Charlie Hebdo and free expression

Time to get serious.

The world is reeling from the murders in Paris this week. Twelve people, including journalists and policemen, were murdered by Muslim terrorists. Why were these people killed? Because the journalists at the satirical publication Charlie Hebdo dared to express views these terrorists deemed unacceptable. Specifically, they criticized — and mocked — Muhammed.

This got these twelve humans killed.

Stephane Charbonnier, pictured below with one of the offending images, was the editor of Charlie Hebdo. He was among those murdered. He’d received death threats for daring to express himself. And his response?

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“I’d rather die standing than live on my knees.”

I can’t express the rage I feel regarding the animals who murdered Charbonnier and the eleven others. I have no respect for their values.

This tragedy has only reinforced one of my core beliefs: the freedom of expression. As a writer, I wholeheartedly believe in the God-given human right to express myself freely. I believe that the dignity of the individual takes precedence over groupthink, and I want to live in a society where everyone is allowed to express themselves (as long as they’re not openly inciting violence).

Don’t get me wrong — there are scores of examples of speech and actions I personally find offensive. The Kardashians, for instance, or anything Madonna has said and done in the past decade. And then there’s Eli Roth’s torture porn Hostel movies.

But if I am offended, I change the channel, or leave the web page. I don’t murder people. I understand that some people cherish their beliefs, and are hurt when they are mocked, but I will not submit to violence or intimidation.

I am thankful I live in a society where freedom of expression is an accepted—if not constantly debated—value. I don’t enjoy mocking someone’s beliefs for the sake of shock alone. But the world needs to understand that violence isn’t acceptable. These images need to be shared widely so their threatening power will be diluted.

These are just a couple of images that were worth killing over. If this is what your god demands of you, I will never understand your god.

Charlie-Hebdo

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The strange case of Hemlock Grove

A few weeks ago, I started watching the Netflix supernatural series Hemlock Grove on a whim. Somehow I managed to get through all 13 episodes of the first season. Still, I’m not sure if the show is a brilliant mess or a well-meaning failure.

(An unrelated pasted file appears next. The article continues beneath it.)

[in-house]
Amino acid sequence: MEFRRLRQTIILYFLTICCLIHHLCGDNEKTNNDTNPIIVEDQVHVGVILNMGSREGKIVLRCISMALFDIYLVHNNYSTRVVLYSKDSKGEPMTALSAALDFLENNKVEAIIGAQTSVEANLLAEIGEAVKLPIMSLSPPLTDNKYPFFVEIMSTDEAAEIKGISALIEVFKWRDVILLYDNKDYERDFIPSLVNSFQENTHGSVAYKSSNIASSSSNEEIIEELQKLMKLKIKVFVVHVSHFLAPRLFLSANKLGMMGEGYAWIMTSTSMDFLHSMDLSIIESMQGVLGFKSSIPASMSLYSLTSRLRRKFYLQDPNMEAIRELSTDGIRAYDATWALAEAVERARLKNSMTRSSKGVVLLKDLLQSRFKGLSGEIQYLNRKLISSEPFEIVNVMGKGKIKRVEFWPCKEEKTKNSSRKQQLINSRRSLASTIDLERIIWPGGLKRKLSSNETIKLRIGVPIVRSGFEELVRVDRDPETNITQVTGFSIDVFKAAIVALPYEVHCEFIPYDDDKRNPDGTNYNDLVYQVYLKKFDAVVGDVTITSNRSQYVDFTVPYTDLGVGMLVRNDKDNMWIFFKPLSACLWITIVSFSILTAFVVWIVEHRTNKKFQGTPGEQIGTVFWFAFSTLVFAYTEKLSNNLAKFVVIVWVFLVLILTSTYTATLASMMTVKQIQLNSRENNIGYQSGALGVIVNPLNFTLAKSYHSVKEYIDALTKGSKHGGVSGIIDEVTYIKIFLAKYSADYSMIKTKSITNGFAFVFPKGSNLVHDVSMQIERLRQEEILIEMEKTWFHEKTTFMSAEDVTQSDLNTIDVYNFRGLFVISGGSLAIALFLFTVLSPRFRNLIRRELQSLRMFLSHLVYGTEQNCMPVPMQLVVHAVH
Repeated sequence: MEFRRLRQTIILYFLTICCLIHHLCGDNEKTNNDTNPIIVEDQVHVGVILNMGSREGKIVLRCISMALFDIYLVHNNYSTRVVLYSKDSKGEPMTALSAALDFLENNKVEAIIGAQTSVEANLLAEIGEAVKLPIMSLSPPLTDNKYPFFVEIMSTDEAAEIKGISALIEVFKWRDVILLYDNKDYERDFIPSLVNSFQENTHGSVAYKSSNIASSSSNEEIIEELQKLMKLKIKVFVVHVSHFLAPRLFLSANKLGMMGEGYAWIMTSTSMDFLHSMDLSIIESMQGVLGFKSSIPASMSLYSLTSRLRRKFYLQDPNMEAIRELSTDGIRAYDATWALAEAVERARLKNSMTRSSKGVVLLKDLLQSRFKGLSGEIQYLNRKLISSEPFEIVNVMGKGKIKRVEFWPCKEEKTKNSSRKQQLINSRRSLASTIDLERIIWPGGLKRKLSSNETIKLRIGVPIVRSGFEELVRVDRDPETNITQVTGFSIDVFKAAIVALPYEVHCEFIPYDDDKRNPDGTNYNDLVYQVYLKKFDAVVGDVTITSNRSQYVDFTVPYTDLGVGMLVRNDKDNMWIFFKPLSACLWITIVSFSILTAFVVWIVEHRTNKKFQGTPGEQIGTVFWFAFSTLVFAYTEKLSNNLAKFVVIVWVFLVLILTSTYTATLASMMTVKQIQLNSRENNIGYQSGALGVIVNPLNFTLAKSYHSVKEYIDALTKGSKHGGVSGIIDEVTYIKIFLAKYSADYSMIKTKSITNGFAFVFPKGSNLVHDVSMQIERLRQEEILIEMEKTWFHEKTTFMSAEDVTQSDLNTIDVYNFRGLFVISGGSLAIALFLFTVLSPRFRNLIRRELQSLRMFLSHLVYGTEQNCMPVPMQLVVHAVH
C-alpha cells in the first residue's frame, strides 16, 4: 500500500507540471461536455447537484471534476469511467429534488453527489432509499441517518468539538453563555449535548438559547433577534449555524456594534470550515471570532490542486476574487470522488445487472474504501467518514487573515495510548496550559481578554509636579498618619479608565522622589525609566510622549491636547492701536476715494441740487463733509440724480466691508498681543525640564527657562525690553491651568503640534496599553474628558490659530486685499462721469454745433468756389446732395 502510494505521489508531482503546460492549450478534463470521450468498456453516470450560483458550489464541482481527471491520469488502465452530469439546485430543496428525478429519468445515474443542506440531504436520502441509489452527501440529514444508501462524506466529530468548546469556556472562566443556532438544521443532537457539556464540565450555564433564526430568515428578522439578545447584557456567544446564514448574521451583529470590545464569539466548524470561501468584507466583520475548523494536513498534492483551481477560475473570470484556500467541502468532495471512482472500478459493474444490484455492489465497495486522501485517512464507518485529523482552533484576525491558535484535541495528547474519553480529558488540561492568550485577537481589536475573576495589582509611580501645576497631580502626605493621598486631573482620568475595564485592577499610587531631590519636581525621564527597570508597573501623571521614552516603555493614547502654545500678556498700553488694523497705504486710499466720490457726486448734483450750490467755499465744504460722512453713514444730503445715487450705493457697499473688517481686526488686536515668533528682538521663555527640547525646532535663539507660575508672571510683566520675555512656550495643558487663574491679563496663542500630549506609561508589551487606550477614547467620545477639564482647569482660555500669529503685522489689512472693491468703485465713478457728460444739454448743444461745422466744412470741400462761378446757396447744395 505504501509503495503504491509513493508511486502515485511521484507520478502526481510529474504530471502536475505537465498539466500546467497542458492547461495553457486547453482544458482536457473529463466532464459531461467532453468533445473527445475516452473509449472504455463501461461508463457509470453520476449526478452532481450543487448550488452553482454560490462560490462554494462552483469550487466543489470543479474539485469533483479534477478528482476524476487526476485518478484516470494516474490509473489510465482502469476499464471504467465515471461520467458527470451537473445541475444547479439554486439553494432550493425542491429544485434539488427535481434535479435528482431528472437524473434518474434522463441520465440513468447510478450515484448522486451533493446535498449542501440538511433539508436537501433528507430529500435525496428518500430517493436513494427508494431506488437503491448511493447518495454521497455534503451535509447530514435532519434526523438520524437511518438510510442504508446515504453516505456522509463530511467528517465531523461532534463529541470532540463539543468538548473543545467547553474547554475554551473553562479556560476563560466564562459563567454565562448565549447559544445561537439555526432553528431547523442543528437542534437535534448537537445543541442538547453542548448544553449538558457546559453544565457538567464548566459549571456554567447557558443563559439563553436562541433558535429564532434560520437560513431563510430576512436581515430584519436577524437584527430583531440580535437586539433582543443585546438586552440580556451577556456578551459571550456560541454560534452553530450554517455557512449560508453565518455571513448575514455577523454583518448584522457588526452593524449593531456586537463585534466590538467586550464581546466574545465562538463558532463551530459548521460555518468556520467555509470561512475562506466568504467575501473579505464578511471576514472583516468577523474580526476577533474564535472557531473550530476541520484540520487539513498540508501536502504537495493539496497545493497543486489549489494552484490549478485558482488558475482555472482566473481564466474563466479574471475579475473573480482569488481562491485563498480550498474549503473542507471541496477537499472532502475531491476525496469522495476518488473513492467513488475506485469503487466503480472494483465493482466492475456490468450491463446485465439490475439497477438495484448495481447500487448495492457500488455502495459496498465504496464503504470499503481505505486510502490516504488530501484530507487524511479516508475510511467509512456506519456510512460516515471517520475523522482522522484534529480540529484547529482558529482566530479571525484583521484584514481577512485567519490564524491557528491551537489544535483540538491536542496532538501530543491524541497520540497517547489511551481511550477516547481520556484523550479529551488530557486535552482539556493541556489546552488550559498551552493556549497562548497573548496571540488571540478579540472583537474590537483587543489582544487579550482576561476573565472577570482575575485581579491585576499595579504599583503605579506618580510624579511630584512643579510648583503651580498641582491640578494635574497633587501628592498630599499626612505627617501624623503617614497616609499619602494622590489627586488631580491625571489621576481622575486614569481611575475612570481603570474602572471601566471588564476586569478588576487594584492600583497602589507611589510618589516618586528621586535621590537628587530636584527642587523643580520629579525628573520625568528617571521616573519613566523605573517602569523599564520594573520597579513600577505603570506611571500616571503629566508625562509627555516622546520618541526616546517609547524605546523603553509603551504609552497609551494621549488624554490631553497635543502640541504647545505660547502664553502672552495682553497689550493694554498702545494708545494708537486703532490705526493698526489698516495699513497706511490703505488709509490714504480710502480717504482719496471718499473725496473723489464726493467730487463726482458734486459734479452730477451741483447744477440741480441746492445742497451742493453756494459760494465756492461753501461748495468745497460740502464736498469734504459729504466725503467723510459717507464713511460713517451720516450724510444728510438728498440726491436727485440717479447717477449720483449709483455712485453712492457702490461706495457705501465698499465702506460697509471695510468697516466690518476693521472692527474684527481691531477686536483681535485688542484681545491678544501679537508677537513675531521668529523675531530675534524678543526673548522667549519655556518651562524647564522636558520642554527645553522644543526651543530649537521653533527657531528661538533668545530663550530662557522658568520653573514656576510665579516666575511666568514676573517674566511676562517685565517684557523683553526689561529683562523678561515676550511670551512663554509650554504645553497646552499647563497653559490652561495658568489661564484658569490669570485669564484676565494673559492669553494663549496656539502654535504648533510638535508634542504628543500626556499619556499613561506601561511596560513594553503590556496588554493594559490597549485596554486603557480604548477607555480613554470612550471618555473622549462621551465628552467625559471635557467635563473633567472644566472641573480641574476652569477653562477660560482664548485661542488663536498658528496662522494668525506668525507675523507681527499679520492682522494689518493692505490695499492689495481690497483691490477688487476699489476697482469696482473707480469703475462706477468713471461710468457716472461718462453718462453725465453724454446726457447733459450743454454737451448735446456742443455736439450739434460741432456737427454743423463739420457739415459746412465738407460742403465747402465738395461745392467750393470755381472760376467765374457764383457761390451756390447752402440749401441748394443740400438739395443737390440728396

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Hemlock Grove, based on a book by Peter McGreevy (who also created the show), is a riff on the vampire and werewolf takes we all know by heart. It’s set in a fictional Pennsylvania town that is typically mid-America in all ways (with a touch of Twin Peaks), except for the monsters that roam its streets and woods.

The action begins, harshly, as a girl is brutally attacked and disembowled on her way to rendezvous with her high-school teacher. From there we meet the locals. There’s the powerful Godfrey family, headed by matriarch Olivia (played by X-Men’s Famke Janssen), and her teenage children: brooding, spoiled Roman (Bill Skarsgard), and the awkwardly disfigured Shelley. And we also meet the Rumanceks: Lynda (Lili Taylor) and her teenage son Peter (Landon Liboiron). And then there’s Norman Godfrey (Dougray Scott), his teenage daughter Leetha and his wife (no name; she doesn’t matter). Norman is Olivia’s brother in law, and Roman and Shelley’s uncle.

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So that’s the basic setup of Hemlock Grove. Simple enough, except that none of it really makes sense. Everything about the show — from the acting to the writing to the basic plotting — seems off. I could write several blog posts about the strangeness of this show, but here are just a few examples.

–The locals quickly tag Peter as a werewolf because of his “excessive body hair.” The actor who plays Peter, however, has not that much body hair at all. But he really is a werewolf after all (!)

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–The wildly over-the-top Olivia Godfrey is supposed to be English, but her accent slips and slides all over the place. And Roman’s accent as well is bizarre (it turns out the actor is Swedish)

–Dougray Scott must be pissed off at having to play on this show. He mopes through every scene, as if all he’s thinking of is cashing the next paycheck. At least Famke Janssen gets the joke; she camps it up in every scene she’s in

–There’s some seriously strong gay subtext in the friendship between Peter and Roman. It is not at all subtle, though it doesn’t do much in terms of developing their characters. It’s basically pointless

Peter Roman

–The high schoolers are written way more adult. Roman, for example, zips around in his classic sportscar as he hires hookers, chain smokes, and drinks in bars. And school seems optional

It took me a while to figure out what the hell was up with Hemlock Grove. It’s weird and surreal. It’s badly written and unevenly acted. But I couldn’t stop watching. Then it clicked. It’s produced by Eli Roth, the man behind Hostel. I remember watching Cabin Fever, directed by Roth, years ago. Cabin Fever was a grade B horror flick, nothing groundbreaking about it. But it was so damned weird. And Hostel likewise was just plain bizarre. Apparently Eli Roth has developed his own freaky genre.

Hemlock Grove did manage to wrap up its main story lines by episode 13 in a mostly satisfying way. And it was definitely entertaining as I felt whiplashed between the weirdness and the awfulness.

So would I recommend watching Hemlock Grove? My advice would be to proceed with caution.